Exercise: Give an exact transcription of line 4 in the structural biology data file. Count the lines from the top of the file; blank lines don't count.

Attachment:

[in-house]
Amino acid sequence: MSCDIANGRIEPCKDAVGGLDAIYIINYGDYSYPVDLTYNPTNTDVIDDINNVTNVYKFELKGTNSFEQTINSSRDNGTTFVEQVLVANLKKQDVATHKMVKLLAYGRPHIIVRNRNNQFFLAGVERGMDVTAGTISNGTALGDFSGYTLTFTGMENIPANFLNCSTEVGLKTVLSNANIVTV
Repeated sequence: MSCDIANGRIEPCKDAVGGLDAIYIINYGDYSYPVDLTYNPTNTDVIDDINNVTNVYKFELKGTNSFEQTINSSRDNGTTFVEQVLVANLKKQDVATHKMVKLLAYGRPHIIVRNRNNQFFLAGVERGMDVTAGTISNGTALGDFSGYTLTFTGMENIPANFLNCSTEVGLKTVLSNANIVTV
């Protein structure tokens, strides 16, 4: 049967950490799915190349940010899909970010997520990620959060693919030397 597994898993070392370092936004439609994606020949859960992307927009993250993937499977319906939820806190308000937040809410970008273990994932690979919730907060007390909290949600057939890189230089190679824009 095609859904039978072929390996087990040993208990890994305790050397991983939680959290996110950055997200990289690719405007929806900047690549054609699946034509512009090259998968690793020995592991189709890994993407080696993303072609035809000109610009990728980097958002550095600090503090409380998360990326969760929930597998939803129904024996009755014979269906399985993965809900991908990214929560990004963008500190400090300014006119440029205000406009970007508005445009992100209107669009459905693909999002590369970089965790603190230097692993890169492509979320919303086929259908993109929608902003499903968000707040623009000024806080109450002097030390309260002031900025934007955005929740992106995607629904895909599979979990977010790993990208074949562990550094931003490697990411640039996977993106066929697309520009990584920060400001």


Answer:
């Protein structure tokens, strides 16, 4: 049967950490799915190349940010899909970010997520990620959060693919030397 597994898993070392370092936004439609994606020949859960992307927009993250993937499977319906939820806190308000937040809410970008273990994932690979919730907060007390909290949600057939890189230089190679824009 095609859904039978072929390996087990040993208990890994305790050397991983939680959290996110950055997200990289690719405007929806900047690549054609699946034509512009090259998968690793020995592991189709890994993407080696993303072609035809000109610009990728980097958002550095600090503090409380998360990326969760929930597998939803129904024996009755014979269906399985993965809900991908990214929560990004963008500190400090300014006119440029205000406009970007508005445009992100209107669009459905693909999002590369970089965790603190230097692993890169492509979320919303086929259908993109929608902003499903968000707040623009000024806080109450002097030390309260002031900025934007955005929740992106995607629904895909599979979990977010790993990208074949562990550094931003490697990411640039996977993106066929697309520009990584920060400001």